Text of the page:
East of England
A lovely Tudor town hall, dating from c1550, and a symbol of Aldeburgh's prosperity at the time. The ground floor would have been occupied by shops, with meetings taking place on the first floor. Greatly restored in Victorian times, it now houses a good local museum. The building would once have been more at the centre of town - now it is close to the beach, an indication of shoreline erosion in this part of the UK.
Ruined remains of motte and bailey castle dating from 11th to 15th centuries. Berkhamsted was home to kings, besieged by the French and scene of the Saxon surrender to William the Conqueror in 1066.
The Broads covers an area of 117 square miles of East Anglia, where there is a network of navigable waterways and rivers, which meander through low countryside and past picturesque villages. It is a place for leisure boating and wildlife watching, particularly birds and invertebrates. The 'broads' themselves are formed from old flooded peat workings.
Atmospheric ruin of the castle of the de Warrene's, the Earls of Surrey, in Norfolk. The entire village was once protected by its defences.
Impressive and extensive ruins, which include a virtually complete west range with the prior's lodging and several wonderful features - including a ceiling with original painted Tudor roses. The site is enormous, and varied. There's also an exhibition and a herb garden.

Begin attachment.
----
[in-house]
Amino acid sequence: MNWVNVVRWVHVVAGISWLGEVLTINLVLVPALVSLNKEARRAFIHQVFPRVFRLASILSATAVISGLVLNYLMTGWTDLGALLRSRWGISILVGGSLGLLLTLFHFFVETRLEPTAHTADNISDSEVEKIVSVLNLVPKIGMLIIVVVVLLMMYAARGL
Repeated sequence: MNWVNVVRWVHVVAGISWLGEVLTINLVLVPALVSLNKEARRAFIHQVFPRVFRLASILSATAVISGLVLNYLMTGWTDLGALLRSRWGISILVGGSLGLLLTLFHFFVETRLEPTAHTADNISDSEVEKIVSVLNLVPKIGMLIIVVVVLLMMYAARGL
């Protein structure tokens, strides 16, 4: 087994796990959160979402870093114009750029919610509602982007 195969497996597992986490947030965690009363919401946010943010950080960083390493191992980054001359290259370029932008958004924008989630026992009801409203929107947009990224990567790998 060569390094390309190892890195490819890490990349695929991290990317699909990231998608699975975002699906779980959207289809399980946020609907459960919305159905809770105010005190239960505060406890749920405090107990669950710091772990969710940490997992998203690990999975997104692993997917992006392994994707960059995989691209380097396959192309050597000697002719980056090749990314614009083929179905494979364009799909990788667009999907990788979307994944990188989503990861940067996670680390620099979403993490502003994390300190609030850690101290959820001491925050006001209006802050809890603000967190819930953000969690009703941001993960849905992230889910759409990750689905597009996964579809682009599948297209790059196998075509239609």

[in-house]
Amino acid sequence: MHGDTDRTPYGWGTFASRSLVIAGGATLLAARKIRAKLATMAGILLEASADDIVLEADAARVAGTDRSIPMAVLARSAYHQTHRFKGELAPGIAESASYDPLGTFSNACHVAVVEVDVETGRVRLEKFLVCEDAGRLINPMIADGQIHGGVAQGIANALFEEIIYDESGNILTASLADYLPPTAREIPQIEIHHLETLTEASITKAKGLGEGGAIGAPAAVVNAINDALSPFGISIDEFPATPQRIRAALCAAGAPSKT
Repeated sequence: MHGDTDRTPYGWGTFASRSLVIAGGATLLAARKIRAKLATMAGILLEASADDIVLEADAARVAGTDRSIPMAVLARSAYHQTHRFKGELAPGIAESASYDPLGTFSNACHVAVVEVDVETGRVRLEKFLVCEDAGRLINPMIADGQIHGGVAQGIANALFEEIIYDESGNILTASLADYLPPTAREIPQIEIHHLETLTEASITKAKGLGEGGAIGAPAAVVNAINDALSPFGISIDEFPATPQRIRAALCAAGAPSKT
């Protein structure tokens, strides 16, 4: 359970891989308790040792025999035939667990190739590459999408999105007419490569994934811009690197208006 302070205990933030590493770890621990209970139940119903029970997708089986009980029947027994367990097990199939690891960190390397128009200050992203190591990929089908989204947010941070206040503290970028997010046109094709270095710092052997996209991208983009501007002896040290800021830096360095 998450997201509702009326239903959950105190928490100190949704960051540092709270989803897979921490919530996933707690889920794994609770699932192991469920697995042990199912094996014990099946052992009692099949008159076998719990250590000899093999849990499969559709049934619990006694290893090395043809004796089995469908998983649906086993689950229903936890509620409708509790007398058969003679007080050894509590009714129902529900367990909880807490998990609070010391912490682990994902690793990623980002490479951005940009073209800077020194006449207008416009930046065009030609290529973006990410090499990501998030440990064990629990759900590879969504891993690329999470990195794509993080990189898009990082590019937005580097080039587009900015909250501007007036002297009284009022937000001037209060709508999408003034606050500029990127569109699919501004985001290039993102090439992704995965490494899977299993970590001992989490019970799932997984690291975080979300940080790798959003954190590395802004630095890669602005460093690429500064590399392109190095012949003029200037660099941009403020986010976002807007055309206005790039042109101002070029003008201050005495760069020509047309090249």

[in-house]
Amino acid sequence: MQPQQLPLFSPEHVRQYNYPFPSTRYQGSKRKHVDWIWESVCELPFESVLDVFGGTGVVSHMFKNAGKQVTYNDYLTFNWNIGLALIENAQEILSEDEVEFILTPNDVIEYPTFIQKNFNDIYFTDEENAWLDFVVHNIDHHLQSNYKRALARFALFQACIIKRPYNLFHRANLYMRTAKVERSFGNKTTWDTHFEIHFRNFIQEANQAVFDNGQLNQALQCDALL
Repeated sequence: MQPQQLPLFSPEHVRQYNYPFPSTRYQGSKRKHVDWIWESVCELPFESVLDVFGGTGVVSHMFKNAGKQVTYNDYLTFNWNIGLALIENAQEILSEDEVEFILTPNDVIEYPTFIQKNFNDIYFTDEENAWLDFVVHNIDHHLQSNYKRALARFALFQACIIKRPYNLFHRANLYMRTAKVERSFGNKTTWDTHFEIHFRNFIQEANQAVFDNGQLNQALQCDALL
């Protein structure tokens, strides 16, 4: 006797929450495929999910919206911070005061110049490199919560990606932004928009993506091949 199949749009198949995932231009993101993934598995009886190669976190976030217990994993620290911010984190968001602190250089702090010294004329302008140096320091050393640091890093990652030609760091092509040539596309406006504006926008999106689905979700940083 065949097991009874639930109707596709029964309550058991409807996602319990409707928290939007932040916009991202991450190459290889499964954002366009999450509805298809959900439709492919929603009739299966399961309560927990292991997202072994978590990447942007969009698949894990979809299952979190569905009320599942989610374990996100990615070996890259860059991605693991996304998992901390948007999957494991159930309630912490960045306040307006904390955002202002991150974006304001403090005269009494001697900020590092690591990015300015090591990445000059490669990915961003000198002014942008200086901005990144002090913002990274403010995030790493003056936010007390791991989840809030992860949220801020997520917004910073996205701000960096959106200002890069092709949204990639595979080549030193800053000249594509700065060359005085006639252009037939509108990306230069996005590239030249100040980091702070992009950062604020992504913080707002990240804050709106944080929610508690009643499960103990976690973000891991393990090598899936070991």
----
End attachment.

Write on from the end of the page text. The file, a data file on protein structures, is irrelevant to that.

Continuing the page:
IWM Duxford is a historic RAF airfield also used by the United States Army Air Forces during the Second World War. It houses the Imperial War Museum's huge collection of historic aircraft and other large vehicles like tanks. Permanent exhibitions include the American Air Museum, Battle of Britain, Land Warfare and Historic Duxford (many of the buildings are original). You can get up close and personal with some of the most famous aircraft ever, including the Spitfire, Lancaster, Concorde and Vulcan. It's enormous, so allow enough time. Air Shows are a regular feature and Duxford is also home to the Airborne Assault and Royal Anglian Museums.
One of three surviving original Eleanor Crosses of the 12 ordered by Edward I to commemorate his deceased wife, Eleanor. Eleanor died at Harby in 1290 and a cross was subsequently erected at every point where the cortege carrying her body rested on its journey to Westminster. The other three surviving crosses are at Geddington and Hardingstone in Northamptonshire; the final cross was at Charing, London. The Waltham Cross is in the centre of the town near the Pavilions Shopping Centre and has been heavily restored.
Photo Nigel Cox via Wikimedia. Post code is approximate.
Ely Cathedral was founded by Queen Etheldreda in the 7th century on the site of an earlier church. Sacked by the Danes, it was re-founded by Benedictine monks in the 10th century. The present, magnificent yet serene, cathedral dates from 11th century, was heavily refurbished in the 19th century and is partly surrounded by parkland. Do not miss the amazing octagon tower, the ceilings and the Lady Chapel.
Flatford Mill and the area around it inspired the artist John Constable. The National Trust has a small exhibition nearby and there are waymarked walks which take in the places Constable knew, and painted. Guided tours are also available. Or you can hire a boat on the river Stour.
There is no public access to Flatford Mill or Willy Lott's House (pictured).